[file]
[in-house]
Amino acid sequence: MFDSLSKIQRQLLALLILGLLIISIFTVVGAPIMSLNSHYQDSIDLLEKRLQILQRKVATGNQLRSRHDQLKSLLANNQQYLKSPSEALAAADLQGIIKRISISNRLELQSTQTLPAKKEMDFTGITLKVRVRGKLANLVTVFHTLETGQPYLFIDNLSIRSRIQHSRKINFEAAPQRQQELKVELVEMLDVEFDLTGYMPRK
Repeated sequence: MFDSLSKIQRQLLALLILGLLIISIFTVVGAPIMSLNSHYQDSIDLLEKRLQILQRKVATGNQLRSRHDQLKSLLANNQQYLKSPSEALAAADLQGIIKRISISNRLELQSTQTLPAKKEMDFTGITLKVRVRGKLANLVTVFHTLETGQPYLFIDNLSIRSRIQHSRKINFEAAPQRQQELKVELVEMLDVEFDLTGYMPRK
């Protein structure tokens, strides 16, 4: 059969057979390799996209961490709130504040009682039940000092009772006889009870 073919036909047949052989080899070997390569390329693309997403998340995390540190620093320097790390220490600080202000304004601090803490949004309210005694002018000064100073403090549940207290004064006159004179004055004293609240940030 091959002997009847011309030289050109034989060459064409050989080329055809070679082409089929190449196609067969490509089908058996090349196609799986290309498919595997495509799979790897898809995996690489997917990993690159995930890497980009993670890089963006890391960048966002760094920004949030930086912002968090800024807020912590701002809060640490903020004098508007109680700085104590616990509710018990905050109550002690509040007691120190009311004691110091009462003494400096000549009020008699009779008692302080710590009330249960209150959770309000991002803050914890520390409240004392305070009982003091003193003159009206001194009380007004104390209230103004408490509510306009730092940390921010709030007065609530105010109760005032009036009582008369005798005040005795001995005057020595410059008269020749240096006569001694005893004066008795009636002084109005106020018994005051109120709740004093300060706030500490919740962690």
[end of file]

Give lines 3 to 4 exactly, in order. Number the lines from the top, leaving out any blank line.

Repeated sequence: MFDSLSKIQRQLLALLILGLLIISIFTVVGAPIMSLNSHYQDSIDLLEKRLQILQRKVATGNQLRSRHDQLKSLLANNQQYLKSPSEALAAADLQGIIKRISISNRLELQSTQTLPAKKEMDFTGITLKVRVRGKLANLVTVFHTLETGQPYLFIDNLSIRSRIQHSRKINFEAAPQRQQELKVELVEMLDVEFDLTGYMPRK
């Protein structure tokens, strides 16, 4: 059969057979390799996209961490709130504040009682039940000092009772006889009870 073919036909047949052989080899070997390569390329693309997403998340995390540190620093320097790390220490600080202000304004601090803490949004309210005694002018000064100073403090549940207290004064006159004179004055004293609240940030 091959002997009847011309030289050109034989060459064409050989080329055809070679082409089929190449196609067969490509089908058996090349196609799986290309498919595997495509799979790897898809995996690489997917990993690159995930890497980009993670890089963006890391960048966002760094920004949030930086912002968090800024807020912590701002809060640490903020004098508007109680700085104590616990509710018990905050109550002690509040007691120190009311004691110091009462003494400096000549009020008699009779008692302080710590009330249960209150959770309000991002803050914890520390409240004392305070009982003091003193003159009206001194009380007004104390209230103004408490509510306009730092940390921010709030007065609530105010109760005032009036009582008369005798005040005795001995005057020595410059008269020749240096006569001694005893004066008795009636002084109005106020018994005051109120709740004093300060706030500490919740962690």